If something feels out of place or wrong, it probably is. Your instincts are there to help keep you safe, and you have to trust them when something triggers an uneasy feeling. Kim Erwin, a top agent in Corpus Christi, Texas, with more than 35 years of experience, stresses that the commission is never worth the risk when things feel off.
“This is the hardest thing to drill home to new agents,” says Erwin. “Because they’ve got a lot of money tied up in getting a license or trying to make money, and they [take] shortcuts.”
Hawkins agrees, and says many agents are reluctant to take steps that prioritize their own safety over the wishes of the client, like meeting first at the office instead of going straight to see a home. Her advice? Don’t worry about inconveniencing the client.
“Your life is worth more than being polite to someone,” she says. “Every animal in nature is born with a survival mechanism, and human beings are the only ones who ignore it because they want to be nice and they want that commission check.”
2.) Stay alert and always let the client walk first into each room.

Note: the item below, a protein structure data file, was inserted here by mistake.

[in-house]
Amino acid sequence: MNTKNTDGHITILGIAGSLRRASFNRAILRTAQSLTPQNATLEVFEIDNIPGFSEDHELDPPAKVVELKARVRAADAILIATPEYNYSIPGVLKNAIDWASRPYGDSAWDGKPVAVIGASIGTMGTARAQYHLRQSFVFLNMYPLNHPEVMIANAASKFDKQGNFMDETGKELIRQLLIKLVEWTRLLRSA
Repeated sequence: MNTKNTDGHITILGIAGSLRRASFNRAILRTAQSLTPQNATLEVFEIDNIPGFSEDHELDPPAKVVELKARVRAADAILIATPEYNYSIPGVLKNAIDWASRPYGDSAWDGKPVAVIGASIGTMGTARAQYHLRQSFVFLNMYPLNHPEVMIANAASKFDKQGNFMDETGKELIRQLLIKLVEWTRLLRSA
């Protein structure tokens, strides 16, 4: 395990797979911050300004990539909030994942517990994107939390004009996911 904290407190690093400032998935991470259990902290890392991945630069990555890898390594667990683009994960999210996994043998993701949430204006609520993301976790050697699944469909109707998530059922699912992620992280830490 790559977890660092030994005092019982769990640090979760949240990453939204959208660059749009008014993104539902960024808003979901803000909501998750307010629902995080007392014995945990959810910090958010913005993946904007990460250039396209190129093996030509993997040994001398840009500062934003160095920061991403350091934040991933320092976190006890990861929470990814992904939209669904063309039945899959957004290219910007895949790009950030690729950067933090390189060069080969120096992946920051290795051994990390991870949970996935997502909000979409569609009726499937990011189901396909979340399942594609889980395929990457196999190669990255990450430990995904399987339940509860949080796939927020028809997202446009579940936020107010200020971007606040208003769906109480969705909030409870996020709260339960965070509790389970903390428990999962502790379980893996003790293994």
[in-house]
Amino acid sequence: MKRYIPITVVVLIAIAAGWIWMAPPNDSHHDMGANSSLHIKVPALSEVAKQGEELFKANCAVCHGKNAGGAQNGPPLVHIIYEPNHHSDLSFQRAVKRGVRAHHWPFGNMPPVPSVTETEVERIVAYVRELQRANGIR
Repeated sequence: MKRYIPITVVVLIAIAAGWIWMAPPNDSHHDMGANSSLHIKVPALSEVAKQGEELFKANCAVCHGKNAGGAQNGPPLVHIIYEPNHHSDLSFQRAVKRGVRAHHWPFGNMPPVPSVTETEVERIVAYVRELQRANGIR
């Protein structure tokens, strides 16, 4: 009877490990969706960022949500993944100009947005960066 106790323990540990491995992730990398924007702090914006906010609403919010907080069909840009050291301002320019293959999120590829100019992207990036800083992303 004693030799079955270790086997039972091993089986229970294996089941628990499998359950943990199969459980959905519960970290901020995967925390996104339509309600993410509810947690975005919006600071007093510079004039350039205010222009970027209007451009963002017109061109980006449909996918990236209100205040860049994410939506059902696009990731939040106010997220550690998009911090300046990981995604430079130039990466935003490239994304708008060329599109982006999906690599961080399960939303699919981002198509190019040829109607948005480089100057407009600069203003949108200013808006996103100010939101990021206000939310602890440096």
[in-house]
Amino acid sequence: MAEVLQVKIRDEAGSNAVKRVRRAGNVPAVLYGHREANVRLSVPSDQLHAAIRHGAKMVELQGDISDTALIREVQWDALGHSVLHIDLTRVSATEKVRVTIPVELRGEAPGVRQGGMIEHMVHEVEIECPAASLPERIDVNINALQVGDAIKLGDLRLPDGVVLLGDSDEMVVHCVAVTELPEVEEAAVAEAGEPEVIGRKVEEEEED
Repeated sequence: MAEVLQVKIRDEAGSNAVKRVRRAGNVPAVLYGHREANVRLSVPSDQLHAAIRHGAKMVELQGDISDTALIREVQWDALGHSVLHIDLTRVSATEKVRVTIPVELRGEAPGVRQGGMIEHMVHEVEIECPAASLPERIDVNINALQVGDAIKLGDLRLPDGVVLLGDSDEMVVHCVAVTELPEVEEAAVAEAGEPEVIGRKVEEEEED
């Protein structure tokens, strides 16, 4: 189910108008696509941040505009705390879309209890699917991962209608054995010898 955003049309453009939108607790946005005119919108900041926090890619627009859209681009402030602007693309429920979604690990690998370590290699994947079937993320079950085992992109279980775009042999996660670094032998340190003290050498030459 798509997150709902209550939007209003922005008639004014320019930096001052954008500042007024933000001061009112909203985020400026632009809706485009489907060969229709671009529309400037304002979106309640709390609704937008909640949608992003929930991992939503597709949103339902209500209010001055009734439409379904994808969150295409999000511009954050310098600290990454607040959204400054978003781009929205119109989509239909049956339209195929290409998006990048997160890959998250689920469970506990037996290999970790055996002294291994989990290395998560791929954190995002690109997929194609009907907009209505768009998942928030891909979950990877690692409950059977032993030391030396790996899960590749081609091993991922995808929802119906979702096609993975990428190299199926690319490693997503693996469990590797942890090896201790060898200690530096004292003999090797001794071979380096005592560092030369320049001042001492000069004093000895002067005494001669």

Be aware of your surroundings when working with others. Ask yourself: Where are all the possible exits? Are there cameras around? Who are the neighbors? These details are crucial to maintain control over a potentially dangerous situation.
Hawkins also suggests you let potential clients lead when walking through a home. Step into the room after they do. That way, you’ll have an accessible escape route at all times.
Don’t let daylight or the neighborhood’s reputation be an excuse to let your guard down. Hawkins says agents should be intentionally aware of their surroundings at all times. “If you look at the agents who have been assaulted, murdered or attacked in any way, typically it happens in the daylight,” she says. “And as long as criminals have cars, there’s no such thing as a good part of town. The upper-income parts of town are where the good stuff is, so instead of being more comfortable you should be more alert.”